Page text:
The Beer Cellar Shuffle

12474101_1643477629245496_6225125956703706024_oThis is what my beer cellar looked like just one year ago. To put that in perspective, I didn’t start cellaring beers until I started Two Brews, and we had just celebrated our 2nd Anniversary last December. You can do the math.

It reminds me of something I once read, something from the mouth of Hunter S. Thompson. To paraphrase a demented and famous man, “Once you get locked into a serious collection, the tendency is to push it as far as you can.”12764367_1654911778102081_1314835996982483809_o

The road to the perfect beer has a multitude of variables. From my own attempts at home brewing I now have an eternal well of appreciation that brewers can ever land on beer that taste so darn good.

The flavors, aroma, appearance, and mouthfeel all are dependent on what water, grains, hops, and yeast you use. The fact that if you ferment your beer just 3-5 degrees outside of your target, or for that matter, keeping the temperature stable, you’ll end up with a different beer than you set out to make. My point is, there is a lot of nuance that goes into making a great beer.

You can only imagine my utter disbelief in discovering you can take a beer you like, put it in a cool cellar for 12-18 months, and it comes out better than before. WHAT IS THIS MAGICAL SORCERY?!11182785_10205814564179521_4479683937282455824_o This discovery came at a good time for me as I was starting to run out of places to put my beer. Taking select candidates and putting them into a cool cellar seemed like a fun way to play with the collection. However, this created a monster.

Whether you haven’t started a cellar of your own, haven’t experienced this, or you have suffered through the torture I’m about to explain, it’s good to know what you are getting into when starting a beer cellar of your own. A beer cellar, for me, was a pretty gnarly learning experience.

So when I began, it was my “beer closet” as I didn’t have a cellar at the time. Temperature control was a real problem, but it was either that, or make a grim choice between having a refrigerator packed full of beer, or a healthy relationship with the wife. I think she appreciates my decision.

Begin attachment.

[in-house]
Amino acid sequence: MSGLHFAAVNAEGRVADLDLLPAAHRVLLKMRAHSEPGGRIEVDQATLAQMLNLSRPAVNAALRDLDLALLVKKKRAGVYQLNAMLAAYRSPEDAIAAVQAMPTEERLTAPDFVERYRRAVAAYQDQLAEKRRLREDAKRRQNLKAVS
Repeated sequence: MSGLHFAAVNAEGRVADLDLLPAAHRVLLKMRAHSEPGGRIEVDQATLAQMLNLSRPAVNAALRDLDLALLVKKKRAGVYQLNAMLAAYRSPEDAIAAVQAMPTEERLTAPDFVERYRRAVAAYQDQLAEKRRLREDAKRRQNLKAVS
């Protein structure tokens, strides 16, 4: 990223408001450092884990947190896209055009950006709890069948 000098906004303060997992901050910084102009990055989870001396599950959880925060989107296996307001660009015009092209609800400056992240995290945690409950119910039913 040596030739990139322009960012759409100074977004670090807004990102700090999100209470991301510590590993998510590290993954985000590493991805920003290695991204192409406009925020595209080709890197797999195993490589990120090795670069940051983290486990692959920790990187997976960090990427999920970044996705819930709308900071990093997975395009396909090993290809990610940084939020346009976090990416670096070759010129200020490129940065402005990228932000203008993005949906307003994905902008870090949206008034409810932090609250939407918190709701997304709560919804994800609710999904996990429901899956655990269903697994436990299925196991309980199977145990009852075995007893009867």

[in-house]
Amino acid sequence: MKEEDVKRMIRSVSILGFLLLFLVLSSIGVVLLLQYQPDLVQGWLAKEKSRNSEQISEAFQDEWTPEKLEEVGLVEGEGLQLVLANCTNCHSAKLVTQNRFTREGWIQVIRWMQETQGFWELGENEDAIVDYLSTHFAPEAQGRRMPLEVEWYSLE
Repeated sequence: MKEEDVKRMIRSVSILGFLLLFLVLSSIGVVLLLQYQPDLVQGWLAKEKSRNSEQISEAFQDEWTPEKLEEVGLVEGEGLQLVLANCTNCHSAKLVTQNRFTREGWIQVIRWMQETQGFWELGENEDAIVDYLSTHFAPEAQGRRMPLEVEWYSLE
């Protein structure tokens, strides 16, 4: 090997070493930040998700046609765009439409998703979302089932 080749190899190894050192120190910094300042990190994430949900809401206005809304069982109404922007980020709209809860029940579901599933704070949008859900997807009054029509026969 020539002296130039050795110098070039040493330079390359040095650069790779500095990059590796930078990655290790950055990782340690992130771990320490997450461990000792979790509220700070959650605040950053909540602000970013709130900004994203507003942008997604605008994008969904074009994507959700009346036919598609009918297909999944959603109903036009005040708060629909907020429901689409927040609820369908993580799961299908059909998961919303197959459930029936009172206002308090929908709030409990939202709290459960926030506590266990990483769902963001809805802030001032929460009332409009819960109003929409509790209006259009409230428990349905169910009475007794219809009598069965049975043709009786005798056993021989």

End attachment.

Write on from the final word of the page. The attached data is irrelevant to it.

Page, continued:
11212125_10205878343853973_4446679047291976240_oAt the time, I was pretty much sticking any good beer I enjoyed into the closet, thinking, “If it tastes this good now, imagine a year from now!”. Turns out, this was an uneducated decision. All the beer in the picture above moved with me from Vermont to Ohio. Not all of it aged all too well (Minus the IPA’s and stuff, drank those right away!).

Since committing some faux pas of the craft beer cellaring world, I’ve since figured out you really want to stick to cellaring beers above 8% ABV to really play it safe. Not all beers need to be cellared. Some beers you buy are mildly infected and still drinkable, but after a year… they can be VERY infected.

Those are just a few tidbits I learned from the process. However, none of that is even the “monster” as to which I referred to earlier. Perhaps my issue was more personality based, but I had the “No… not just yet” syndrome.

So many times I’ve made a trip to the beer cellar, saying, “This time, I’m going to grab something real nice!”. So many times I’ve dropped too much money on a really limited edition something, and immediately stored it away. At this point, one can grab just about anything, and it’s going to be a winner.

I get to the beer cellar, open the door, and start to deliberate. “How about that bourbon barrel coffee stout? Nah, just got it a few months ago. Perhaps this barleywine? Naw, saving that for when I have people over. Maybe it’s time to break out that mead my buddy made… except it’s a Wednesday night…. and I’m at home, alone.” I just couldn’t do it. No beer seemed appropriate. I’ve done this dozens of times, only to head to the beer fridge and grab a year round available brew.

I basically created a collection of beers that are intended to be consumed, and never having a “good enough” reason to break any of them out. So they just sat there… until one day, when I had enough, I took action.

I sold them all.

Yep. I ripped the band-aid off. I got rid of all (nearly) all of it. It was just a money pit. A delicious one, but a money pit at that. I found myself spending more money than I should each week to simply put overpriced beer into a dark room that no one would ever go in to, and nothing would ever come out of. I had reached a point where I could stop buying beer that very moment and still have enough to drink for easily over a year at a reasonable pace.

This had a magical side effect. That liberation broke my attachment to the beer I had cellared. I decided to start “beer cellar 2.0”, only this time, I was going to put beer in there at a much slower pace, and be much more selective in what I put in there.

If there’s any advice to anyone out there that wants or has a beer cellar: Take it slow, be deliberate, and don’t rush. Most importantly, don’t be afraid to grab a “gem” once in a while, it’ll be good for you. To quote Mr. Hunter S. Thompson once more, “Good people drink good beer.”

Now to figure out how to buy less beer whenever I go to Vermont… but I’ll save that for another time.

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